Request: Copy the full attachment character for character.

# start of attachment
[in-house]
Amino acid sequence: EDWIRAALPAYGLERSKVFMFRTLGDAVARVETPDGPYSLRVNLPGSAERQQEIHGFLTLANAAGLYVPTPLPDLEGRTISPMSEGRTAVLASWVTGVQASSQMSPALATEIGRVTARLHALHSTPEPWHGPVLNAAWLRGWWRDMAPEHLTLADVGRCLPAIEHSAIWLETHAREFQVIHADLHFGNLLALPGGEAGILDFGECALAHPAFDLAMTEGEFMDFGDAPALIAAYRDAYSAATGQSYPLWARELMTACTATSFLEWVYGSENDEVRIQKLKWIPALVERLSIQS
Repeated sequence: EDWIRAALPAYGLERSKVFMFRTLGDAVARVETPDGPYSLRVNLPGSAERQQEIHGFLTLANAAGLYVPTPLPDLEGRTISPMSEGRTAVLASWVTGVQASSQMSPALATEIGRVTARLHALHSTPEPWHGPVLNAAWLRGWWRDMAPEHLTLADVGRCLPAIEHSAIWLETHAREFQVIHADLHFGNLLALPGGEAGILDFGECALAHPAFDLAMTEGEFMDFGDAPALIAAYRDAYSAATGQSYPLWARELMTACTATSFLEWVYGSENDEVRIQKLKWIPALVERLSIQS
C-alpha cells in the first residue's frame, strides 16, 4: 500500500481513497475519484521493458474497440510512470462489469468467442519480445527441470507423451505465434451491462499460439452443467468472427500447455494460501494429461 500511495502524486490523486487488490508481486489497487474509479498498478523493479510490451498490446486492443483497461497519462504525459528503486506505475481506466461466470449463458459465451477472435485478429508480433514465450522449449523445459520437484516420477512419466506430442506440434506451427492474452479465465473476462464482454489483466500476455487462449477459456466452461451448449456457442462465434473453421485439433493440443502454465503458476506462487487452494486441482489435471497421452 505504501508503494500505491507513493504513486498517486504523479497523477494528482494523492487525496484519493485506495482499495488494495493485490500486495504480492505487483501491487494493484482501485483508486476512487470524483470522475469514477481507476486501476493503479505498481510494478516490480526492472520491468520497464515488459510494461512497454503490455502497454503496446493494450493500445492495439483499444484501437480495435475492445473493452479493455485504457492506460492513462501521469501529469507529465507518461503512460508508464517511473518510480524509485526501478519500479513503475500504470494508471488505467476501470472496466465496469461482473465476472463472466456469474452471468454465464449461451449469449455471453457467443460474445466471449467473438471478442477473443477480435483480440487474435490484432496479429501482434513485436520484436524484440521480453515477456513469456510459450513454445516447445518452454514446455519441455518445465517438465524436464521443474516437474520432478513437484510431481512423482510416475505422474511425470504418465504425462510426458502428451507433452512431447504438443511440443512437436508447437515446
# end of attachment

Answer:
[in-house]
Amino acid sequence: EDWIRAALPAYGLERSKVFMFRTLGDAVARVETPDGPYSLRVNLPGSAERQQEIHGFLTLANAAGLYVPTPLPDLEGRTISPMSEGRTAVLASWVTGVQASSQMSPALATEIGRVTARLHALHSTPEPWHGPVLNAAWLRGWWRDMAPEHLTLADVGRCLPAIEHSAIWLETHAREFQVIHADLHFGNLLALPGGEAGILDFGECALAHPAFDLAMTEGEFMDFGDAPALIAAYRDAYSAATGQSYPLWARELMTACTATSFLEWVYGSENDEVRIQKLKWIPALVERLSIQS
Repeated sequence: EDWIRAALPAYGLERSKVFMFRTLGDAVARVETPDGPYSLRVNLPGSAERQQEIHGFLTLANAAGLYVPTPLPDLEGRTISPMSEGRTAVLASWVTGVQASSQMSPALATEIGRVTARLHALHSTPEPWHGPVLNAAWLRGWWRDMAPEHLTLADVGRCLPAIEHSAIWLETHAREFQVIHADLHFGNLLALPGGEAGILDFGECALAHPAFDLAMTEGEFMDFGDAPALIAAYRDAYSAATGQSYPLWARELMTACTATSFLEWVYGSENDEVRIQKLKWIPALVERLSIQS
C-alpha cells in the first residue's frame, strides 16, 4: 500500500481513497475519484521493458474497440510512470462489469468467442519480445527441470507423451505465434451491462499460439452443467468472427500447455494460501494429461 500511495502524486490523486487488490508481486489497487474509479498498478523493479510490451498490446486492443483497461497519462504525459528503486506505475481506466461466470449463458459465451477472435485478429508480433514465450522449449523445459520437484516420477512419466506430442506440434506451427492474452479465465473476462464482454489483466500476455487462449477459456466452461451448449456457442462465434473453421485439433493440443502454465503458476506462487487452494486441482489435471497421452 505504501508503494500505491507513493504513486498517486504523479497523477494528482494523492487525496484519493485506495482499495488494495493485490500486495504480492505487483501491487494493484482501485483508486476512487470524483470522475469514477481507476486501476493503479505498481510494478516490480526492472520491468520497464515488459510494461512497454503490455502497454503496446493494450493500445492495439483499444484501437480495435475492445473493452479493455485504457492506460492513462501521469501529469507529465507518461503512460508508464517511473518510480524509485526501478519500479513503475500504470494508471488505467476501470472496466465496469461482473465476472463472466456469474452471468454465464449461451449469449455471453457467443460474445466471449467473438471478442477473443477480435483480440487474435490484432496479429501482434513485436520484436524484440521480453515477456513469456510459450513454445516447445518452454514446455519441455518445465517438465524436464521443474516437474520432478513437484510431481512423482510416475505422474511425470504418465504425462510426458502428451507433452512431447504438443511440443512437436508447437515446